Rajon Rondo setting own pace

WALTHAM, Mass. -- Celtics point guard Rajon Rondo was shuttling through the various media day stations Monday when he spotted an assistant coach with a football on the balcony outside the office of president of basketball operations Danny Ainge.

Instinctively, he called for the pass, caught the ball in stride and playfully powered through a reporter on his way off the court.

To the uninitiated, Rondo sure looked like his old self. And after a partially torn ACL ended his season in late January, there were whispers that he would try to make an Adrian Peterson-like recovery and be back on the floor for the start of the 2013-14 campaign. That would have been an aggressive nine-month timeline.

Speaking to reporters for one of the first times since his mid-February surgery, Rondo said he'll be back this season but is taking the process slowly and making sure he's mentally ready first.

He is now participating in basketball-related activities, and will do such when the team opens training camp on Tuesday in Newport, R.I., but he has not been cleared for contact.

One week after Ainge suggested a potential December return for Rondo -- then quickly backed off any timeline talk -- Rondo coyly hinted at a similar December target.

Asked when he plans to return, Rondo quipped, "the 2013-2014 season."

Pressed on that vague timeline, he offered, "Probably sometime in the winter. Maybe the fall."

Winter officially begins Dec. 21.

Rondo said he has chatted with numerous players from multiple sports who have endured the same surgery and rehab, including former Patriots receiver Wes Welker. He also understands that every surgery and every rehab is different and pledged to return to the court only when he is mentally ready, something that new Celtics coach Brad Stevens has echoed since their first meeting in July.

"When I'm mentally ready, I'll play," Rondo said. "Until you go through this type of injury -- a lot of people gave Derrick Rose a lot of heat about not playing, or whatever the case may be -- this injury isn't easy. It's more mental when you come back, and you get around 10-11 months, it's just feeling confident. You want to feel confident, especially the type of players and competitors we are.

"Our legs are pretty much everything, we use our speed; [Rose is] very athletic, I'm athletic. And you need that mental aspect to go up and jump and come down without thinking about your leg again. Because the last jump, for myself and him, we've come down and torn our ACL. Just being mentally ready -- when I get there, I'll play."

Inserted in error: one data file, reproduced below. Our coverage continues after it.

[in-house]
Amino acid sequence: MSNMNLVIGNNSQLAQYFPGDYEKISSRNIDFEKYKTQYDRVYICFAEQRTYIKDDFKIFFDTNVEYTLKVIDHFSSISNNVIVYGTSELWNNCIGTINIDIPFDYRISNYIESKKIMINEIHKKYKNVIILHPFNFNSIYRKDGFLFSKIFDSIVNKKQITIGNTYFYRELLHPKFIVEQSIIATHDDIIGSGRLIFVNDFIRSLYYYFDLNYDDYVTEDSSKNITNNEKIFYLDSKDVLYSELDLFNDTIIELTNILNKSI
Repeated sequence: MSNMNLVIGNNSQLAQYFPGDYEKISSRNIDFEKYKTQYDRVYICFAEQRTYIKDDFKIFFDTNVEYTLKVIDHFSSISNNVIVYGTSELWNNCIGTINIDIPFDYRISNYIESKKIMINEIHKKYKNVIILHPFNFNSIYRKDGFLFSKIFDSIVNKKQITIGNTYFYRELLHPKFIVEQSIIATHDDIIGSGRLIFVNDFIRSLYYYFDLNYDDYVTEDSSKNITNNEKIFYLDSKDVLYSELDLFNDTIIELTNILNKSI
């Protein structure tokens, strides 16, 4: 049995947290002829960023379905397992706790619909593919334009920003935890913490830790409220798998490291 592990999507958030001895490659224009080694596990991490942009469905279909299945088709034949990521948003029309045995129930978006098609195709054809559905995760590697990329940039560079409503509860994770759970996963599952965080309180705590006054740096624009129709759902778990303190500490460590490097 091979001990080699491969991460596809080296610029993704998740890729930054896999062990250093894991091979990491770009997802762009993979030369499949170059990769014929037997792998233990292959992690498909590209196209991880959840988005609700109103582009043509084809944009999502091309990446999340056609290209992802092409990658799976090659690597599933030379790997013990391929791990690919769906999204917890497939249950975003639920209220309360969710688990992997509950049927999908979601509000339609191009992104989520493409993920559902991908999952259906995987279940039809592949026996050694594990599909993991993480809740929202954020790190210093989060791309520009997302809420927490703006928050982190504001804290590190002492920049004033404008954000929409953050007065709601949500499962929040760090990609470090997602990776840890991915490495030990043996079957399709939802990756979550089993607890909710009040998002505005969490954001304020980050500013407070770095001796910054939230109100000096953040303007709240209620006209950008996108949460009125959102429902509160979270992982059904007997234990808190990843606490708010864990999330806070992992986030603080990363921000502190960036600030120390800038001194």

Later Rondo noted he'd return when "I feel confident, and I don't think about [the injury], just go out there and play. Even when my knee is going to get hit, or I have to go through a screen, when I don't think about that part of the game with my knee, during the game, I'll be fine. I'll be ready to go."

Ainge hesitated again to establish a timeline with Rondo.

"I can't give you anything but a guess, and I probably won't guess. I'll let you guess. Your guess is as good as mine," Ainge said. "I don't know. He won't be ready [Tuesday for the start of camp]. He'll be on the court. He'll be with the team. He'll be running through all of our non-contact things. He's working out once, twice most days. He's doing therapy. His weak leg is getting stronger. He's doing what he can, and I've been very impressed with his work. I think he'll be back sometime during the season."

While unable to partake in all activities on the floor, Rondo recently invited much of the organization to his house for a team-bonding dinner.

"Rondo had a big dinner at his house the other night," Ainge said. "He invited everybody, the coaching staff, ownership, all the players that were in town. He's been around here, talking to his teammates as he's working out. He goes through most of the drills that he can do and stays away from contact."

In the aftermath of speculation about how he would mesh with Stevens, Rondo talked glowingly of his new coach.

"Me and Brad have become best friends," Rondo said. "We talk every day, we laugh and joke, we just had dinner the other night. I'm going to help him, he's going to help me. He has my full support, and I told him from day one when he came to my camp [in Louisville for their first meeting in July], I'm 100 percent behind him."